A novel polymorphism in SEL1L confers susceptibility to Alzheimer's disease

A novel polymorphism in SEL1L confers susceptibility to Alzheimer's disease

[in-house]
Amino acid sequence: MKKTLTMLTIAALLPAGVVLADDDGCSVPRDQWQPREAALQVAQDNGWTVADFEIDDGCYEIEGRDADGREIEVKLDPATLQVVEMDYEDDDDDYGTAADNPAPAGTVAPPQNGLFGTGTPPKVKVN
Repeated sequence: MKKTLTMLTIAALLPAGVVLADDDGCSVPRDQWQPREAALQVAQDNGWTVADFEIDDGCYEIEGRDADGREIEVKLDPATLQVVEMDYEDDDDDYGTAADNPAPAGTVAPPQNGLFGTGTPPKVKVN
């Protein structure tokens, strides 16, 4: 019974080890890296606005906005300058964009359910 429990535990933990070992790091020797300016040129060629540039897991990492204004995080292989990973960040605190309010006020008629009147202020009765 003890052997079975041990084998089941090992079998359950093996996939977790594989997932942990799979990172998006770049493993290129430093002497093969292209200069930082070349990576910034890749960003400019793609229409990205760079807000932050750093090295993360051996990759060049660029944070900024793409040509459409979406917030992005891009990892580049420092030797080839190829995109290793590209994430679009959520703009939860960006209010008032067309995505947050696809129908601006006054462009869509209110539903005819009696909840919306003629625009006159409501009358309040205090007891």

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  Neuroscience Letters 398 (2006) 53–58 A novel polymorphism in SEL1L confers susceptibilityto Alzheimer’s disease Giuliana Saltini a , Roberto Dominici d , Carlo Lovati b , Monica Cattaneo c ,Stefania Michelini a , Giulia Malferrari a , Andrea Caprera c , Luciano Milanesi c ,Dario Finazzi f  , Pierluigi Bertora b , Elio Scarpini e , Daniela Galimberti e ,Eliana Venturelli e , Massimo Musicco c , Fulvio Adorni c ,Claudio Mariani b , Ida Biunno c , g , ∗ a  Department of Sciences and Biomedical Technologies, University of Milan Via F.lli Cervi 93, 20090 Segrate-Milan, Italy b  Department of Neurology, University of Milan, Ospedale L. Sacco, Via G.B. Grassi 74, I-20157 Milan, Italy c  Institute for Biomedical Technologies (National Research Council), Via F.lli Cervi 93, 20090 Segrate-Milan, Italy d  Lab of Clinical Chemistry, Ospedale L. Sacco, Via G.B. Grassi 74, I-20157 Milan, Italy e  Department of Neurological Sciences, “Dino Ferrari” Center and CEND, University of Milan, IRCCS Ospedale Maggiore Policlinico, Milan, Italy f  Section of Chemistry, Faculty of Medicine, University of Brescia, Brescia, Italy g  BioRep SrL Via Fantoli 16/15, Milano, Italy Received 14 October 2005; received in revised form 13 December 2005; accepted 14 December 2005 Abstract Alzheimer’s disease (AD) is considered to be a conformational disease arising from the accumulation of misfolded and unfolded proteins in theendoplasmic reticulum (ER). SEL1L is a component of the ER stress degradation system, which serves to remove unfolded proteins by retrogradedegradation using the ubiquitin-proteosome system. In order to identify genetic variations possibly involved in the disease, we analysed the entireSEL1L gene sequence in Italian sporadic AD patients. Here we report on the identification of a new polymorphism within the SEL1L intron 3(IVS3-88 A>G), which contains potential binding sites for transcription factors involved in ER-induced stress. Our statistical analysis shows apossible role of the novel polymorphism as independent susceptibility factor of Alzheimer’s dementia.© 2005 Published by Elsevier Ireland Ltd. Keywords:  Alzheimer’s disease; SEL1L; ER-associated degradation (ERAD); Genetics; Polymorphism Alzheimer’sdisease(AD)isthemostcommonformofdementiaand its incidence is clearly age dependent and doubles every 5years after age 65 [10]. The causes of AD are still unknown butboth environmental factors and heritable predisposition mostlikely contribute to the development of the disease [21,34].Increasing evidences show that protein aggregation have a crit-ical role in AD characterized by extracellular deposition of   -amyloidpeptidesinplaquesandneurofibrillarytangleswithinneurons, being the main neuropathological features of disease[8].Asoftoday,diseasecausingorpredisposingmutationshave ∗ Corresponding author. Present address: ITB-CNR, Via Fratelli Cervi 93,20090 Segrate, Milano, Italy. Tel.: +39 02 26422712; fax: +39 02 26422770.  E-mail address: (I. Biunno). been unambiguously identified in only four genes: amyloid pre-cursorprotein(APP)[11],presenilin1(PSEN1)[38],presenilin 2[36]andapolipoprotein-E(APOE)[23].Fullypenetrantmuta- tions in APP, PSEN1 and PSEN2 have been associated with therare early onset familial forms of AD [4], whereas the carrier status for the  4 allele of APOE is clearly associated to the mostcommon sporadic forms [7]. Besides the  4 allele, other geneticsusceptibility factors have been proposed: polymorphisms ongenes encoding for   2-macroglobulin,   1-anti-chymotrypsin,angiotensin I converting enzyme, though many studies did notreplicatetheseresults[2,29,35].Astrongerconfirmationisavail-able on the association between AD and a polymorphism inthe interleukin-1 [12,22,30,33] and NOS3 genes [13]. During recent years several analytical strategies with different markershave been applied on different population studies, in addition to 0304-3940/$ – see front matter © 2005 Published by Elsevier Ireland Ltd.doi:10.1016/j.neulet.2005.12.038  54  G. Saltini et al. / Neuroscience Letters 398 (2006) 53–58 full-genomescreensusinglinkageorassociation-basedmethod-ologies;theresultsobtainedrevealedanumberoflocus-specificand AD candidate genes [9]. However, no single study has yet emerged as being reproducible and APOE still remains the onlygeneclearlyassociatedtoAD[3].Accumulatingevidencessug- gest that a high level of endoplasmic reticulum (ER) stress andconsequently defective ER stress signalling can cause chronichuman diseases such as Alzheimer’s and Parkinson’s disease,prion-related encephalopathies, type I and II diabetes [1,4,19].High ER-stress elicits the unfolded protein response (UPR),an adaptive response of the cell. A component of UPR is theER-associateddegradation(ERAD)system[20],whichrequires retrograde transport of unfolded proteins from the ER back tothe cytosol for degradation by the ubiquitin-proteosome system[6,39]. SEL1L is a component of the ERAD system [15,24,41], thus we screened a population of AD patients and matchedcontrolsforgenomicmutationsandherewereportontheidenti-ficationofanewintronicpolymorphismsignificantlyassociatedwith AD dementia.A total of 180 consecutive patients (122 women and 58 men,age range 76.96 ± 7.87 years; mean age years) clinically diag-nosed as AD were enrolled at the Neurology Units of OspedaleMaggiore Policlinico (Milan) and Ospedale L. Sacco (Milan).All patients underwent a standard battery of examinations,including familiarity and medical history, physical and neuro-logical examination, screening laboratory tests, neurocognitiveevaluation, brain magnetic resonance imaging (MRI) or com-puted tomography (CT). Dementia severity was assessed by the Table 1Primer sequences and relative product sizes used for PCR and sequencing reactionsSEL1L region Primer name Primer nucleotide sequence PCR products size (bp)Promoter To11586F 5 ′ -GCTCTTATCACTATGCCCAAT 674IB32R 5 ′ -GCACACAGCAGCAGCGTCAGIB31F 5 ′ -CCAAAGTCCTTCACTTGGC 704PROM6R 5 ′ -GTGCGGGTGACTGTTGAAGTIB11R 5 ′ -GACCCGCATCCTCCTCTCGGExon 1 PROM5F 5 ′ -GACCATGGTGATTGGACCAGA 379SEL1LProEx01R 5 ′ -GACAGCCCAGTGCGAGATExon 2 SEL1LEx02F 5 ′ -CTAAACCCCCAACCCATTTT 323SEL1LEx02R 5 ′ -CAGACCTCATATCCTTTCTAAExon 3 SEL1LEx03F 5 ′ -GTAAAAATAACGGTCAAATAGG 393SEL1LEx03R 5 ′ -CAGTCTTCTTCAGCCTCTTTExon 4 SEL1LEx04F 5 ′ -CAGGCATCATGAATCTTTGC 369SEL1LEx04R 5 ′ -TGTGGAAAAAGGATGGCTAGExon 5 SEL1LEx05F 5 ′ -CATTTTGTTTGTATGACTGCC 303SEL1LEx05R 5 ′ -CTTCTGCGTCTCTGGCAGExon 6 SEL1LEx06F 5 ′ -AGGAAATTATTTATGTTGCGTTT 389SEL1LEx06R 5 ′ -ATGGTCAGCCACAAAATTGGExon 7+8 SEL1LEx0708F 5 ′ -TGTCTGTCTGTGTCTGTCTT 349SEL1LEx0708R 5 ′ -GAAAAAGTTGTGGCCGCTATExon 9 SEL1LEx09F 5 ′ -TTTGTTCCACGAAGAATGACA 267SEL1LEx09R 5 ′ -TGAGTCCACATAAAAGAGCCExon 10 SEL1LEx10F 5 ′ -GCAGCTGGAATTGTACTTCT 345SEL1LEx10R 5 ′ -GCTCAGGGCAATGAAAATGTExon 11 SEL1LEx11F 5 ′ -CAGAAGCCATTTTACGACCA 280SEL1LEx11R 5 ′ -GCTCATTTGTGATGGGTGTTExon 12 SEL1LEx12F 5 ′ -TTTGGCTGAAAGTCAAAAGCA 292SEL1LEx12R 5 ′ -GAAAATGCCTCAGAACAGCAExon 13 SEL1LEx13F 5 ′ -GTAATTGGAGAGAGGGTTAC 266SEL1LEx13R 5 ′ -CATGAATCATACTTAATATGCAGExon 14 SEL1LEx14F 5 ′ -GTCTGATGAGAAGAAGAAAGT 302SEL1LEx14R 5 ′ -GGCTGACTGGAAGCTAATTAExon 15 SEL1LEx15F 5 ′ -TCCCCCTATGACTTAATGTAT 364SEL1LEx15R 5 ′ -CAGAATTTGATAGCACCCATTExon 16 SEL1LEx16F 5 ′ -ACTCAGTAAGAATTCTTTCATTA 373SEL1LEx16R 5 ′ -TAGGCTGAGTCTAGAACTACExon 17 SEL1LEx17F 5 ′ -AGCTGCCAGAAATTGAAGGA 416SEL1LEx17R 5 ′ -CCTGTGTGTTCAGTTCCAGExon 18 SEL1LEx18F 5 ′ -AACTTATGCTTCACCTATCCT 264SEL1LEx18R 5 ′ -AGTACTCGGCTTCATGATTTAExon 19 SEL1LEx19F 5 ′ -AGCATGTCAATGGGAGGAG 368SEL1LEx19R 5 ′ -GTGGCCTGAAATCCAACTGExon 20 SEL1LEx20F 5 ′ -GTTTAGGTGAGGGAAACTCA 364SEL1LEx20R 5 ′ -TACCTGCAGGACCACTCTTExon 21 SEL1LEx21F 5 ′ -TCTGTACTTACTTCTGGTGAT 517SEL1LEx21R 5 ′ -CATATGGCACTGAAACAAACA  G. Saltini et al. / Neuroscience Letters 398 (2006) 53–58  55 Clinical Dementia Rating (CDR) and the Mini Mental ScaleExamination (MMSE) at the time of sampling. The diagnosis of probable AD was made according to NINCDS-ADRDA criteria[27].A total of 153 ethnicity-matched healthy individuals (94women and 59 men, mean age 66.8 ± 11.93 years) were alsoenrolled by the previously mentioned hospitals. Healthy con-trol cases (HC) were selected from a non-demented populationhaving a normal score at the Mini Mental State Examination(score>24). An informed consent was obtained from all sub- jects enrolled in the study. A database was created, hosted at theInstitute of Biomedical Technologies of the CNR, Segrate (MI)andcontainsclinicalandbio-moleculardatadirectlyinsertedbyinvestigators involved in the project, to support statistical stud-ies, and collects patients’ data while maintaining their completeanonymity. Whole blood samples were stored at  − 20 ◦ C untilused for DNA extraction and genomic DNA was purified usinga silica-based method previously described [25].SEL1L (AF052059) promoter region ( − 1190 to start codon)and exons (including exon–intron junctions) were amplifiedby standard PCR. The primer sequences and relative prod-uct sizes are listed in Table 1. PCR reactions were carriedout using the DYnaZYme DNA Polymerase (Finnzymes) withstandard amplification conditions; the PCR products were puri-fied using ExoSAP treatment (GE Healthcare), according tothe manufacturer’s instructions, and sequenced with the DYE-namic ET Dye Terminator Cycle Sequencing Kit (GE Health-care). Sequence products were purified using Montage SEQ96SequencingReactionCleanupKIT(Millipore).AllPCR,purifi-cation and sequencing reactions were prepared using the Multi-probeIIHTEXRoboticLiquidHandlingSystem(PerkinElmer)[26]. All sequences were performed on the MegaBACE 1000DNA Analysis System (GE Healthcare). Cimarron 3.12 wasused as the base caller. The strength of association betweenAlzheimer’sdiseaseandtheallelicconfigurationforSEL1Lwasquantified with the odds ratio and its statistical significance wascalculated with chi-square as described by Manthel–Haenszel.The estimates of the risk were also calculated adjusting forthe presence of the APOE   4 allele by means of a logisticregression analysis. For each risk estimate the 95% confidenceinterval was derived from the standard errors of the regressioncoefficients.DNA sequencing of the SEL1L gene (minimal promoter,exons and exon–intron junctions) was initially performed on24 AD Italian patients. Sequence analysis of PCR amplifiedgenomic DNA revealed a novel polymorphism located in theintron located between exons 3 and 4: here the adenine (A)at position  − 88 from intron/exon junction is substituted by aguanine (G) residue (IVS3-88A>G). Table 2 describes the sta-tisticalanalysisperformedinourcase–controlassociationstudyon a total of 180 patients diagnosed as having sporadic ADpatients and 153 healthy controls. The novel intronic polymor-phism was observed in hetero- and homozygosis with differentfrequency in each group of subjects. AD patients analysed wereolder than controls but equally distributed in the two sexes.   4allele of APOE was more common among cases both in heteroand homozygosis. Also A/G and G/G SEL1L polymorphismswere more common in Alzheimer disease cases than in con-trols. When the strength of association was quantified with thecalculation of odds ratios as estimates of the relative risk, a sig-nificant risk increase was observed for age, number of   4 allelesand for the A/G or G/G polymorphism. The crude estimates of AD risk were more than five folds increased in subjects present-ing one or two   4 alleles and were about 1.9 times increasedin subjects with the A/G or G/G polymorphism with respect tothose with the A/A configuration. When the multivariable anal-ysis was carried out age was still significant, the risk associatedwith   4 allele was about six times increased in those subjectswith one allele and more than nine times increased in those withtwo  4alleles.Theriskincreaseassociatedwith  4werestatisti-cally significant. The risk associated with the polymorphisms of SEL1Lwasstatisticallysignificant(  p =0.045)withanORof1.8for carriers of one or two G alleles when compared to subjectswithout G alleles. Table 3 describes the genotype frequencies Table 2Demographic characteristics, number of    4 alleles and SEL1L polymorphisms in patients with Alzheimer disease and controlsControls Alzheimer’s disease Crude odds ratio 95% CI Multivariable odds ratio 95% CIGenderMen 59 (38,8) 58 (32,2)Women 93 (61,2) 122 (67,8) 1.3 (0.8–2.1),  p =0.211 1.2 (0.7–2.1),  p =0.577Mean age (range) 66.8 (18,0–93,0) 76.9 (52,0–93,0) 1.1 (1.07–1.13),  p =0.000 1.1 (1.1–1.12),  p =0.000Number of    4 alleles0 133 (86,9) 98 (54,4)1 18 (11,8) 74 (41,1) 5.6 (3.1–9.9),  p =0.000 5.8 (2.8–11.8),  p =0.0002 2 (1,3) 8 (4,4) 5.4 (1.1–26.1),  p =0.035 9.7 (1.2–81.4),  p =0.036SEL1L polymorphismA/A 116 (75,8) 114 (63,3)A/G or G/G 37 (24,2) 66 (36,7) 1.9 (1.2–3.0),  p =0.010 1.8 (1.0–3.3),  p =0.045Total 153 180Odds ratios are presented crude and adjusted for all the other variables of the table. Numbers in parentheses are column percentages when not otherwise specified.CI 95% stands for confidence interval at 95%.  56  G. Saltini et al. / Neuroscience Letters 398 (2006) 53–58 Table 3Genotype frequencies and raw  p -values for AA, AG and GG comparisonsGenotype frequencies TotalAD ControlsSeL1L Pol-88 A/A 114(63,3) 116(75,8) 230A/G 58(32,2) 30(19,6) 88G/G 8(4,4) 7(4,6) 15Total 180 153 333  p =0.033 (chi-square test). Number in parenthesis are percentages and the  p -value is calculated using the chi-square test. for the A and G comparisons showing a statistically significantassociation (  p =0.033).The accumulation of proteins in neurons seems to be influ-enced by the ERAD system [17,18] which plays an importantfunctioninthesurvivalofstressedcells[15].TheERADsystem serves to remove unfolded proteins by retrograde degradationusing the ubiquitin-proteosome system [6,39]. Components of  the ERAD system are HRD1 and SEL1L; HRD1 is a bona fidehomologoftheyeastHrd1[14]andSEL1Lacandidatehomologof the yeast Hrd3 [32]. Both HRD1 and SEL1L co-localize in the endoplasmic reticulum, physically interact to each other andare induced in response to UPR [14,19,24]. SEL1L forms a 1:1 complex with HRD1 and together links dislocation, ubiq-uitination and extraction of misfolded proteins from the ERmembrane [24]. We focused our attention on the gene SEL1L due to its sub-cellular location and induced expression uponER stress (Cattaneo, personal communication) with the aim tofind sequence alterations which could be associated to AD. Weperformed mutation scanning of the entire gene (intron/exonboundaries included) and the minimal promoter on an Italianpopulation of AD patients as well as controls and found a pre-viously undetected polymorphism (IVS3-88A>G). The risk of AD associated with this polymorphism is statistically signifi-canteventhoughthecontrolpopulationanalysedwassomewhatyounger than the patients, but equally distributed by gender.When multivariate analysis was carried out, age was still signif-icant and the risk associated with   4 allele was about six timesincreased in those subjects with one allele and more than ninetimes in those with two   4 alleles. The risk increase associatedwith   4 was statistically significant.To our knowledge, this is the first report on a study of ADpatients and controls using a gene known to play a function intheresponseofcellstoERstress.Thepolymorphismlieswithinthe longest intron of the gene in which, extensive computer-aidedanalysis(MatInspectorprogram),revealedthepresenceof consensus sequences for transcription factors known to be acti-vated in ER stress (Table 4). Although no similarity to knowntranscription factor consensus sequences were found neitherin subjects with A nor with the G transition genotype, sev-eral eukaryotic regulatory elements were identified within thislarge intronic region. In particular we found the presence of several potential binding sites for transcription factors that areinvolvedinER-inducedstresssuchas:HSF-1,ATF6andCHOP[37,40,43], among them, the heat shock factor 1 which is thefirst factor responsible for the transcriptional response to heatstress in mammalian cells [31]. The heat shock response pro- tects proteins from the deleterious effects of acute or chronicstress by stabilizing and refolding protein-folding intermediatesor facilitating protein degradation, a central issue to neurode-generative diseases. It was reported that activation of HSF-1 ishighly sensitive to oxidative stress, a condition associated withneurodegenerative disorders and that its DNA binding activityis lower in AD than control cybrids [5]. The CHOP protein,also known as growth arrest and DNA damage-inducible gene Table 4Consensus sequences for transcription factors within the SEL 1L intron 3Transcription factor Position a Core sim b Matrix sim c Sequence d Heat shock factor 1820–830 1.000 0.977 AGAAtattctc1667–1677 1.000 0.987 AGAAtgttctt2627–2637 1.000 0.970 AGAAttttctc5298–5308 1.000 0.966 AGAAttttcct9876–9886 1.000 0.952 AGAAgcttcca12240–12250 1.000 0.935 AGAAaaatcgg14605–14615 1.000 0.950 AGAAacttccaHeterodimers of CHOP and C/EBP alpha1891–1903 1.000 0.907 gagTGCAatggca9036–9048 1.000 0.976 agaTGCAatagcc9434–9446 1.000 0.918 accTGCAatacacMember of b-zip family induced by ER damage/stress binds to theERSE in association with NF-Y7222–7236 1.000 0.946 ctgCCACtccccttt18118–18132 1.000 0.936 ctgCCACacccagctActivating transcription factor 6 member of b-zip family, inducedby ER stress5702–5722 1.000 0.878 atcataaGACGtgagcggggt10525–10545 1.000 0.987 gggtgatGACGtgagctggcg12802–12822 1.000 0.893 cttgggcGACGtgacttcgag a The coordinates refer to the beginning of the third intron. b Core similarity: the core sequence of a matrix is defined as the (usually four) consecutive highest conserved positions of the matrix. The maximum core similarityof 1.000 is only reached when the highest conserved bases of a matrix match exactly in the sequence. c Matrix similarity: a perfect match to the matrix gets a score of 1.000, a good match to the matrix usually has a similarity of >0.8. d Base pairs in capital letters describe the core sequence used by MatInspctor. Underlined base pairs show a high information content, i.e. the matrix exhibits ahigh conservation (ci-value>60) at this position.  G. Saltini et al. / Neuroscience Letters 398 (2006) 53–58  57 153 (GADD153), is a leucine zipper transcription factor that isactivated in response to induced ER stress [42]. It was reported that the basal protein levels of CHOP are markedly increasedby PS1 mutations which are responsible for early onset familialAlzheimer’s disease by a mechanism believed to involve per-turbed endoplasmic reticulum function and altered proteolyticprocessing of the amyloid precursor protein [28]. The activating transcription factor 6 (ATF6) is a basic leucine zipper transcrip-tion factor that during ER stress binds to DNA on the ER stressresponse element (ERSE) in association with NF-Y and acti-vates the unfolded protein response target genes [43]. It wasreportedthatSEL1LisinducedbyERstressviathesignaltrans-ducersATF6andIRE1[15].Moreover,thefamilialAlzheimer’s disease-linkedpresenilin-1mutationleadstovulnerabilitytoERstressbyinhibitingtheactivationofERstresstransducersATF6,IRE1 and PERK [16].We hypothesize, based on the reported observations, that theG substitution may cause a marked change in the secondarystructure of DNA, thus affecting the access of the transcriptionapparatus and possibly down regulating SEL1L signalling andtheERADresponse.Infact,thepresenceofGconfigurationmayformamorepotentialpalindrome,thermodynamicallymoresta-ble, which may interfere with protein/DNA interaction leadingto SEL1L down-modulation.In conclusion, here we describe a novel polymorphism in theSEL1LgenewhichcouldbeariskfactorinADdevelopment.Sofar, association studies with candidate genes have been widelyused for the study of complex diseases, however, this approachhasbeencriticizedbecauseresultsaresometimesnotreplicated.Therefore, further association studies, using larger populationstogetherwithfunctionalanalysisareindeednecessarytoconfirmand reproduce these preliminary data. 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